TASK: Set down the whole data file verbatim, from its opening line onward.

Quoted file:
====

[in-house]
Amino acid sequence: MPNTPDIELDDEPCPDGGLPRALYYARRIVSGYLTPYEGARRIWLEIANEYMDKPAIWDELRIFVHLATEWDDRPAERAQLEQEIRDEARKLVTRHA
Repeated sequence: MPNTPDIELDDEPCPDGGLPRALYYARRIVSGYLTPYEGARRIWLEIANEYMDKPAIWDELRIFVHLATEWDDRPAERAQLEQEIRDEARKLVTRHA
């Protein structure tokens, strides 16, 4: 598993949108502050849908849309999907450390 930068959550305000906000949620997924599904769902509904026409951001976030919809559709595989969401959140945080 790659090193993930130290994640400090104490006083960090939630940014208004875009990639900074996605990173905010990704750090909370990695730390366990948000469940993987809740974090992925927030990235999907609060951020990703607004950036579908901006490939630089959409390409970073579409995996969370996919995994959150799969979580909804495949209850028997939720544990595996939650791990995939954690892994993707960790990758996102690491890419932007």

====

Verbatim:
[in-house]
Amino acid sequence: MPNTPDIELDDEPCPDGGLPRALYYARRIVSGYLTPYEGARRIWLEIANEYMDKPAIWDELRIFVHLATEWDDRPAERAQLEQEIRDEARKLVTRHA
Repeated sequence: MPNTPDIELDDEPCPDGGLPRALYYARRIVSGYLTPYEGARRIWLEIANEYMDKPAIWDELRIFVHLATEWDDRPAERAQLEQEIRDEARKLVTRHA
């Protein structure tokens, strides 16, 4: 598993949108502050849908849309999907450390 930068959550305000906000949620997924599904769902509904026409951001976030919809559709595989969401959140945080 790659090193993930130290994640400090104490006083960090939630940014208004875009990639900074996605990173905010990704750090909370990695730390366990948000469940993987809740974090992925927030990235999907609060951020990703607004950036579908901006490939630089959409390409970073579409995996969370996919995994959150799969979580909804495949209850028997939720544990595996939650791990995939954690892994993707960790990758996102690491890419932007």